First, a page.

Berkeley commission's pay decision questioned

June 07, 2008|By MATTHEW UMSTEAD

MARTINSBURG, W.Va. - The Berkeley County Commission's decisions this week to give the county's human resources director an $18,000 pay raise and increase staffing have angered the county's other elected officers who have agreed to a hiring freeze and budget cuts amid an economic downturn.

"We are angry that we were flat-out lied to," Berkeley County Prosecuting Attorney Pamela J. Games-Neely said Friday after she sent the commissioners a strongly worded letter urging them to reverse course.

"You are dangerously close to issues which will cause me to have to react under my statutory and constitutional mandate," Games-Neely said in her letter. "I strongly suggest that you reconsider your positions immediately."

On Thursday, the commission voted unanimously to increase Alan J. Davis' salary to $84,019 effective at the beginning of the next fiscal year in concert with giving him the title of deputy county administrator.


Games-Neely said the position wasn't advertised, and declined to comment on whether she thought that complied with the law.

County Commission President Steven C. Teufel said Friday that he and his fellow commissioners didn't lie to the other constitutional officers about anything.

"All we did was reorganize our office," said Teufel, who was upset to hear about Games-Neely's letter.

In addition to increasing Davis' salary, the commission created two administrative assistant jobs and a part-time grants coordinator. The net increase in spending on commission office staffing was $33,327. The reorganization also factored in the retirement of one employee announced Thursday and the elimination of a temporary worker.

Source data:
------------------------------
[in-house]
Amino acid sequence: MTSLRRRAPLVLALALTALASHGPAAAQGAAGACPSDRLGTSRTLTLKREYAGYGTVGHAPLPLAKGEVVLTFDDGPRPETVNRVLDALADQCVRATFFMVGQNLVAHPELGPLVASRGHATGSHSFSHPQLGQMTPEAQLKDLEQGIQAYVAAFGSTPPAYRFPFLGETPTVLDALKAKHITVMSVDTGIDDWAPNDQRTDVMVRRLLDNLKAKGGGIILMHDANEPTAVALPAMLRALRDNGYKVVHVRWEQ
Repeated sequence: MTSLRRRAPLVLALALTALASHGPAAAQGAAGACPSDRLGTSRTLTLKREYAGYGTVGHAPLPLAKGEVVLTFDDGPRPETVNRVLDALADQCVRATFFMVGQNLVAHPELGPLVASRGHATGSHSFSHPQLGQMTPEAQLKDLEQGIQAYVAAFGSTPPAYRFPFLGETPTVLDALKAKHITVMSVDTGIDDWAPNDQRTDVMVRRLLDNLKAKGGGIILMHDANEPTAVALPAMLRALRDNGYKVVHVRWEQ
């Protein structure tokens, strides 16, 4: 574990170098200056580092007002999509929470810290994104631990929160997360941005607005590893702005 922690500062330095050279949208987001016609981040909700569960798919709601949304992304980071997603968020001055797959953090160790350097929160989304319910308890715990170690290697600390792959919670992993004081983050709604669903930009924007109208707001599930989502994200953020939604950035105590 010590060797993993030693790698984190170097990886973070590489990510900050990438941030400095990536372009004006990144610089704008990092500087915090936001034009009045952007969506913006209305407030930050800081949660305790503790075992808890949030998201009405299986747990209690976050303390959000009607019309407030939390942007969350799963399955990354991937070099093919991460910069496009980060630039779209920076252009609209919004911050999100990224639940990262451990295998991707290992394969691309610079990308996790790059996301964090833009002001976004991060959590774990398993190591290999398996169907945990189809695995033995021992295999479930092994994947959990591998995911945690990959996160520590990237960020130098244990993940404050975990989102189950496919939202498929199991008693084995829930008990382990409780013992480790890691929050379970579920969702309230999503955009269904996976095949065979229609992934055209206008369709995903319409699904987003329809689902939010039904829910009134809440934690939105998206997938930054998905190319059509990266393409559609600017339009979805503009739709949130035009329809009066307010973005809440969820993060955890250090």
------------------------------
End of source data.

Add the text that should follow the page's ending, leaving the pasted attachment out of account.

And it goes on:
The commission's staffing changes come less than a year after the commission hired an in-house legal counsel in July 2007 at a salary of $108,000 and an information technology director with an $82,000 salary in September.

"I don't care whether it's a dime, nickel or a dollar," Games-Neely said. "You can't afford it."

Sheriff W. Randy Smith, who has six deputy vacancies in his law enforcement division and several more unfilled administrative and tax office positions, also was upset.

"It's kind of a slap in the face," Smith said. "It's unfair to the rank and file."

County Clerk John W. Small Jr. agreed with Assessor Preston B. Gooden's assessment Friday that the commission's staffing moves appear to continue to violate the state constitution. According to state code, Small's office is the "Clerk of the County Court," now known as the county commission.

"They've been taking things and been wanting to do it themselves," Small said of the commission's staffing moves. "They seem to be power hungry."

Gooden, who successfully challenged the constitutionality of Davis' countywide compensation plan earlier this year, questioned the legality of the staffing and others in the commission's office, including the county administrator position.

"If everybody does their (elected job), then everything runs smooth," Gooden said.

Teufel said Thursday that Davis' raise was justified because "he's taken on some monumental tasks and he's been able to produce."

Teufel confirmed the pay increase was the only raise they approved Thursday, and believed the commission's staff reconfiguration, primarily a project of Commissioners William L. "Bill" Stubblefield and Ronald K. Collins, had been in the works for some time.

Stubblefield said Friday that he has tried very hard to be "honest and up front" with the other elected officers, and that the staffing changes stayed within the commission's commitment to reduce its budget for next year by 5 percent.

"They weren't lied to about anything," Stubblefield said.

On Thursday, Stubblefield said the hiring of a grant writer/coordinator was intended to help other elected officials obtain more funding awards and maintain others already received.

"It's a benefit countywide," Stubblefield said.

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